Making you dance to a beat that’s pumping,
Keeping you dancing and the party jumping,
Party people standing around, go and dance, yo,
You ask why, cuz the Rick Rock says so,
And once on the floor, spinnin’ and trippin’,
And dippin’ and boppin’, yo, there’s no stoppin’,
So dance to the rhythm that I’m throwin’ down,
This is hip house Chicago style . . .
–from “Dance to the Base,” by MC Rick Rock and the Untouchable Posse
He’s flying up and down the stairs at the Cubby Bear, this skinny dude everyone knows as Vince, racing from the dressing room to the stage and back again, trying to get the damn show on the road. The first act hasn’t arrived yet. Well, it has, but the backup tracks aren’t here, and let’s face it, these days you can’t go on without a show tape.
It’s already past midnight, an hour behind schedule, and the crowd’s growing rabid. The manager, a burly white knight looking out of place in a ski jacket, is barking up Vince’s lean tree to get somebody onstage. Downstairs, it’s a zoo. Rick Rock and his patent-leather posse are on the couch making out with a couple of flaxen dolls. A rapper named Inner G, with knuckles full of huge gold rings shaped like dollar signs, is spinning around doing some hip-hop version of calisthenics. And “Krash” Burton, decked out in shimmering rayon and a bolero cap, is busy exercising his jaw muscles, muttering things like “I’m a walking, talking porta-party; everywhere I go, I bring the party with me.”
These are Vince Lawrence’s kids, his acts, not-quite-postpubescent scraps of raw talent that he produces, and he’d better get them on before the house folds. He does. The show’s a smash, and not only on the scale of perspiration and epileptic heaving per square foot of dance floor. The rappers are getting their long-awaited spotlight, uncaged from the Cave in Humboldt Park, where they record for days and nights on end. Coco Cortez is there, B-96’s late-night jock, and she promises to take back raving reviews. There’s a tour promoter on hand, too, and she recruits Rick Rock (Rickie Bradshaw) for a few midwest dates.
Vince is primed. Back in the dressing room, he’s running around slapping high fives, repeating “Yo, dude, man.” He’s got to duck to avoid head-butting a ceiling pipe, this lank Jimmy Walker look-alike in his stone-washed jeans and black leather jacket. He passes out receipts and announces news of more work, if you can call it that. Seems a record company wants them to put together an all-female version of 2 Live Crew. “We’re going to the Shelter to find us some hot girls,” he says. “Then we’re going to take ’em back to the studio and write some slamming music.”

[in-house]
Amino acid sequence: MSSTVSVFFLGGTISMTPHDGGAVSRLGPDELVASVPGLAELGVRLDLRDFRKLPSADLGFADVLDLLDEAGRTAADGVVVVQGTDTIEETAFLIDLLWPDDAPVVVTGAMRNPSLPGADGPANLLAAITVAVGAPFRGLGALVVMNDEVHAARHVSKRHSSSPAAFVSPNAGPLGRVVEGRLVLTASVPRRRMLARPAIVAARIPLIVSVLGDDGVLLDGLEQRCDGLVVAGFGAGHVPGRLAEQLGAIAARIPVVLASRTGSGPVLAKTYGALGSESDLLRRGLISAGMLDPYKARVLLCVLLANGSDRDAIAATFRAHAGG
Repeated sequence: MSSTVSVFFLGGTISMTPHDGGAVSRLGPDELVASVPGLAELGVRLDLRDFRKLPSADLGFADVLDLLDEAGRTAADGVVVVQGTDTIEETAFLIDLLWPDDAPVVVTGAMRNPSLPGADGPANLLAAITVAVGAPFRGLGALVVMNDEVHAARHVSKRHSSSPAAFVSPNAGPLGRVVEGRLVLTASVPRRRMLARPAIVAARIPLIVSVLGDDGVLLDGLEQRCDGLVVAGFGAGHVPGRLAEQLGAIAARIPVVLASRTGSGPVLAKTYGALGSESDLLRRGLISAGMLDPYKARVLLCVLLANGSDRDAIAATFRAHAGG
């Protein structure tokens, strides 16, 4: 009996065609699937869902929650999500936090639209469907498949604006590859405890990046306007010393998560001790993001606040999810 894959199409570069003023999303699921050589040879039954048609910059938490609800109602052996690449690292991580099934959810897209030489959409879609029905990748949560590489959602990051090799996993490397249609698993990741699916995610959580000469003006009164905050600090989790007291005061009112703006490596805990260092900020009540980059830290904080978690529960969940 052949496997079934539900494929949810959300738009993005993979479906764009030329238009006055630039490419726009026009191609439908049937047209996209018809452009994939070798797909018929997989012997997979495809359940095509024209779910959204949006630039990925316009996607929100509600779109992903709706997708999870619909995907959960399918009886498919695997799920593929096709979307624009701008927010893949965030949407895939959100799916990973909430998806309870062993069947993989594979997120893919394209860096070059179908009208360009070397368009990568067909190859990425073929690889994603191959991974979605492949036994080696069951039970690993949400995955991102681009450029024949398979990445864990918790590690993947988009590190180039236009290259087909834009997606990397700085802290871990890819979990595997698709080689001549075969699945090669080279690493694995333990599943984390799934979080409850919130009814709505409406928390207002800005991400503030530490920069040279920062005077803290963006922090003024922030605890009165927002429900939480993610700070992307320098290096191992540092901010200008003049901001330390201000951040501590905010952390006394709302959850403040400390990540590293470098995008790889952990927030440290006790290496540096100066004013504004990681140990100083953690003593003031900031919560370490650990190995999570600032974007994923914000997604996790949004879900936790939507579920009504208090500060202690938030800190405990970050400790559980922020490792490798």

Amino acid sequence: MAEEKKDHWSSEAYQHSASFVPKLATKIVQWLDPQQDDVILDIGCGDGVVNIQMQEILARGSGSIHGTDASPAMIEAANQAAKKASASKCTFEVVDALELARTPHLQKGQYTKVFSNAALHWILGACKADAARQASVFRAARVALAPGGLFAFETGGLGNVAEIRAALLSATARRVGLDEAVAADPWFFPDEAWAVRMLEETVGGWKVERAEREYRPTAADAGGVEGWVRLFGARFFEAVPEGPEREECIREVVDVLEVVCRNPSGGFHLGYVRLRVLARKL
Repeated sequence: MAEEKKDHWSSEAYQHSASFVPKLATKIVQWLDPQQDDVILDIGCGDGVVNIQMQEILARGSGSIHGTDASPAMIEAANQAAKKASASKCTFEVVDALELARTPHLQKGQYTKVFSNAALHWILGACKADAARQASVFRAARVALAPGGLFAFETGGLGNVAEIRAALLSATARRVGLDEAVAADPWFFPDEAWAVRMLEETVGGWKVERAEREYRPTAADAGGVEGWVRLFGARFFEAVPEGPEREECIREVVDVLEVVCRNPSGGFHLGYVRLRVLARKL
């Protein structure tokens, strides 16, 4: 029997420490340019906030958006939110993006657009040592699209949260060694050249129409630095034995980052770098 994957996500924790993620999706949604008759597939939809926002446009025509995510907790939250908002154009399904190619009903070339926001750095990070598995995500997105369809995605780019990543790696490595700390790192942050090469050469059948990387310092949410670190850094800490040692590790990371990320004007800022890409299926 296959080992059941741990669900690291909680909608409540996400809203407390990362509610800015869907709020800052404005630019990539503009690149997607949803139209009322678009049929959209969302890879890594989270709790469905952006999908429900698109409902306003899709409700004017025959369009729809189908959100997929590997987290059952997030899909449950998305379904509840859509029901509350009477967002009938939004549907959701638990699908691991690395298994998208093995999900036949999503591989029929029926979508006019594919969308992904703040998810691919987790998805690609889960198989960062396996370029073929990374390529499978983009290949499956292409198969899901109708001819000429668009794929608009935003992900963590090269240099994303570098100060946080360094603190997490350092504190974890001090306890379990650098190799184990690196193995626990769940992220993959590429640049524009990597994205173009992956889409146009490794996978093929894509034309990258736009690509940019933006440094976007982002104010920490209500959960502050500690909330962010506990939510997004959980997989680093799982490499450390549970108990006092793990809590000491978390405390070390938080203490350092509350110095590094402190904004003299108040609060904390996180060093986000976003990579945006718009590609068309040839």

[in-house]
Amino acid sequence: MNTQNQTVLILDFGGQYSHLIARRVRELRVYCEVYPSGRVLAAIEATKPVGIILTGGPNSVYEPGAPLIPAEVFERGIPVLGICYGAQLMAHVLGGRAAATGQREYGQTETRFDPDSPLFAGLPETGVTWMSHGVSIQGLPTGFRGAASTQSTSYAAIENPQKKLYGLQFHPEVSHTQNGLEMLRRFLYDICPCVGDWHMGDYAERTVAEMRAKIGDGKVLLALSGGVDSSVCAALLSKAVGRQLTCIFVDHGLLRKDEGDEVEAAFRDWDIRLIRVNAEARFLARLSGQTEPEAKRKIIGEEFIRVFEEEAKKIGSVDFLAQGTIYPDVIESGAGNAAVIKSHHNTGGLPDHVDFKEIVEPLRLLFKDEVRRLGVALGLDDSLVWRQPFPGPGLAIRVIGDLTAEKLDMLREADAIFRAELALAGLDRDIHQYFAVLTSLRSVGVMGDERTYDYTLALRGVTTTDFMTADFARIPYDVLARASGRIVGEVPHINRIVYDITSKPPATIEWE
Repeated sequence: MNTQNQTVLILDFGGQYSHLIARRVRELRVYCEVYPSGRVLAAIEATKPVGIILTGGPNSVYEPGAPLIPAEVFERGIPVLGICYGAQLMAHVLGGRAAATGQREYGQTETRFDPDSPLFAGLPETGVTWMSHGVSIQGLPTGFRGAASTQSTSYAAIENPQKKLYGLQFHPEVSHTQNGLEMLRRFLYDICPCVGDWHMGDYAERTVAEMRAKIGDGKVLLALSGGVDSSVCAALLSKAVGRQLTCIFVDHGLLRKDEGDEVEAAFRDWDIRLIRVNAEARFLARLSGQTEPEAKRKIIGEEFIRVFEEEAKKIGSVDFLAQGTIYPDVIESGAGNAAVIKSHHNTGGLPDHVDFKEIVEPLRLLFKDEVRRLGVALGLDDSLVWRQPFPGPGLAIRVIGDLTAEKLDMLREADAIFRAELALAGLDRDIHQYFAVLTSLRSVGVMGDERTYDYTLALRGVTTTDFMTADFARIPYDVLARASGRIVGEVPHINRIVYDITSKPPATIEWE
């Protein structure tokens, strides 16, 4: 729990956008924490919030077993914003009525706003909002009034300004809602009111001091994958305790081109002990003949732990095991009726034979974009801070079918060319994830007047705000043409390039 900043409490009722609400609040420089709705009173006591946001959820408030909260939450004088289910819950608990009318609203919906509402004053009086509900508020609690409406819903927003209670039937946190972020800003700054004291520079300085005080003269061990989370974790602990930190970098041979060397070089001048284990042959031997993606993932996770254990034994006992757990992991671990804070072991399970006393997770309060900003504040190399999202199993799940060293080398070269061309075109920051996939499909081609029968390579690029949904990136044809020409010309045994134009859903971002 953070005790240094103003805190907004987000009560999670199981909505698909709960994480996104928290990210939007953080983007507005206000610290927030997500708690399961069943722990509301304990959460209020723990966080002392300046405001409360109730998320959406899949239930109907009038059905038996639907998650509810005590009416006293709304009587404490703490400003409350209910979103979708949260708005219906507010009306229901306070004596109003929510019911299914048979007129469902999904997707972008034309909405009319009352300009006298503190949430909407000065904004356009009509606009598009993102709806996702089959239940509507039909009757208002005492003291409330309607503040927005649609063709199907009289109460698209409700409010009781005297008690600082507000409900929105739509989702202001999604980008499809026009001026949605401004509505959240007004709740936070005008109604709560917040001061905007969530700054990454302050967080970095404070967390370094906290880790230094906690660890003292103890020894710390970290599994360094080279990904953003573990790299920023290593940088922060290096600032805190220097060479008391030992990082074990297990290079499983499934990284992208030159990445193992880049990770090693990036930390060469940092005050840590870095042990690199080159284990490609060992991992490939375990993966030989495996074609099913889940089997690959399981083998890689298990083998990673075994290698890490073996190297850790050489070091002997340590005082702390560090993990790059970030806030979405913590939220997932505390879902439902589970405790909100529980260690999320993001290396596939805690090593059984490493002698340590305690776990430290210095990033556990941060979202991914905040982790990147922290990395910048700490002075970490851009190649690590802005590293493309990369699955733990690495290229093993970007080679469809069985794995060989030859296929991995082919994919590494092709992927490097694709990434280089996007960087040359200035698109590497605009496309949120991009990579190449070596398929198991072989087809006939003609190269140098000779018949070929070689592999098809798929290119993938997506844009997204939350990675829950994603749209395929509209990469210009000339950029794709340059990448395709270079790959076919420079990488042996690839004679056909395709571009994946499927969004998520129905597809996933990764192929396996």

Try to reach Vince the next day at noon, and somebody on the line says, “He’s out cold.” Come by at six, and he’s just getting cranking. He’ll be mixing in the studio most of the night.
There’re no windows in the Cave, no clocks, no artificial light except for a pink and green neon sculpture in the center of the basement space. A couple of bodies are sprawled out on the futon bed; a kid in a Batman T-shirt and ‘do with the ducktail in front is rolling in and out of the shadows on a skateboard; and there’s rainwater leaking through the rafters and dripping onto the cement floor in some faint corner.
“Being underground is one reason we picked this place,” says Vince, guiding us into the control room, situated on the highest plane of the leaky basement. “You lose track of time–all the time. The world-clock day and night ain’t happening down here.”
Out of the darkness comes color, “paintings of sound,” as Vince says, with 28 synthesizers spitting out hybrids of every kind of music under the black-urban umbrella: house, rap, techno-pop, R & B. Under this tattered roof, between these crusty brick walls, behind the barricade of steel doors and high-tech security sensors (this neighborhood is ruled by the Latin Kings), a mini-Motown is in the works. Any hour of the day sees singers, dancers, instrumentalists, producers streaming in and out of the place. Maybe they’re renting recording time, at $750 a day. Maybe they’re buying his production expertise, at $3,500 a tune. Or maybe, like Rick Rock, Krash, and Inner G (Gerald Lott), they’re signed to receive unlimited studio time and assistance in return for a share in any record contracts.